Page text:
To open the door for better medicines, University of Pittsburgh assistant professor Michael D. Grabe thought he first needed to open the 'doors,' or channels, that allow for passage in and out of cells to see what science is up against when developing new drugs.
A faculty member in the biological sciences department in the School of Arts and Sciences, Grabe created a model of open channels in plant cells to gauge the appearance of closed channels in the human heart and brain, which resemble open plant channels. The results appeared in the online edition of Nature last month and will be published later in print.
Scientists already know the shape of open channels in human and animal cells. With more knowledge on the shape of closed channels in animal cells, scientists will be better able to understand how to control channels with medicine and restore cell function to treat such conditions as epilepsy and heart arrhythmia, Grabe said.
“Unless we know how these small devices work, it's really difficult to re-create how they work together in the body,” he explained. “It's hard to fix a door when you don't have any idea what a hinge looks like or what a hinge is.”
Known as ion channels, the passages that Grabe studied are proteins that open and close so that electric-charged atoms, or ions, can pass into cells. The ion's charge then passes from one cell to the next, allowing the cells to communicate over long distances.
For example, ions spark a chain of electric impulses in human nervous system cells that go from a person thinking, “I want to open my hand,” to the hand actually opening, Grabe said.
“We wouldn't have consciousness if it wasn't for our cells' ability to hold and pass ions,” he addedd.
Ion channels cannot always be open or shut. Those in human hearts and brains, for instance, have voltage sensors that respond to certain levels of electric charge to open and close the channel. Without sensors to close the channels, the cell would run out of energy. Some toxins, such as those from puffer fish and tarantulas, work by clogging the cell's channels and killing the signals, he said.
Similarly, research links mutations in voltage sensors with conditions such as epilepsy, heart arrhythmia, and deafness, Grabe said. These mutations hinder normal activity of the channel itself, the cell, and the whole body system.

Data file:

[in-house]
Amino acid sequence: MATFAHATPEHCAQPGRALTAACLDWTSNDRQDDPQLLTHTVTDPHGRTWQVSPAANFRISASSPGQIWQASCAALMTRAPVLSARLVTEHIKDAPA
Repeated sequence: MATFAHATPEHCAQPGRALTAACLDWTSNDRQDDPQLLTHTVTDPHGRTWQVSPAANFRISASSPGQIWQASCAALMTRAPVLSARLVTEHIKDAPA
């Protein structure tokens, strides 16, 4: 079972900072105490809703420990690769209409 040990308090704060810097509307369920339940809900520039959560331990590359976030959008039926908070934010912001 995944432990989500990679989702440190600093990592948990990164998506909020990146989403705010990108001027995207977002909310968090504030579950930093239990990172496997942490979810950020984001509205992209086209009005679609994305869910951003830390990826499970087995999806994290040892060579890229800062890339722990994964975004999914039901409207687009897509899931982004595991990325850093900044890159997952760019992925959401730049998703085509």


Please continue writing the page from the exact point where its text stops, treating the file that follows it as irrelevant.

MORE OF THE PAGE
Modern drug developers target ion channels because of their prominent role in molecular harmony. According to Grabe, his model gives scientists another reference when mapping the mechanics of ion channels.
“When developing a drug, researchers need to know what the target of the drug looks like,” he said. “My research focused on what ion channels look like when they're closed and when they're open.”
Grabe based his model on a voltage-gated potassium channel from a plant cell. The channel acts in getting potassium to a plant's roots. The leap from plant to human is not fantastical: Grabe's model hinges on the widely held assumptions that voltage-gated channels operate similarly across most of nature and that the open voltage sensor of plant channels looks like the closed voltage sensor of animal cells, he said.
“The real reason we care about these things is not because of the plants but because many people, including myself, believe these ion channels behave and look similarly in different cells,” Grabe said. “They've just been co-opted into different organisms for whatever they need.”
Grabe began working on his model approximately four years ago at the University of California at San Francisco with funding from the National Institutes of Health and Howard Hughes Medical Institute.
The next step is to understand how diseases and mutations manipulate the ion channel and how medicine could counteract that interference, Grabe said. Ultimately, he wants to know why proteins take their shape and how disease alters that process, a distant goal right now.
“These are small pieces in a big puzzle,” Grabe said of his latest research. “But it helps.”
Source: University of Pittsburgh
Explore further: Erectile dysfunction drugs could protect liver from sepsis-induced damage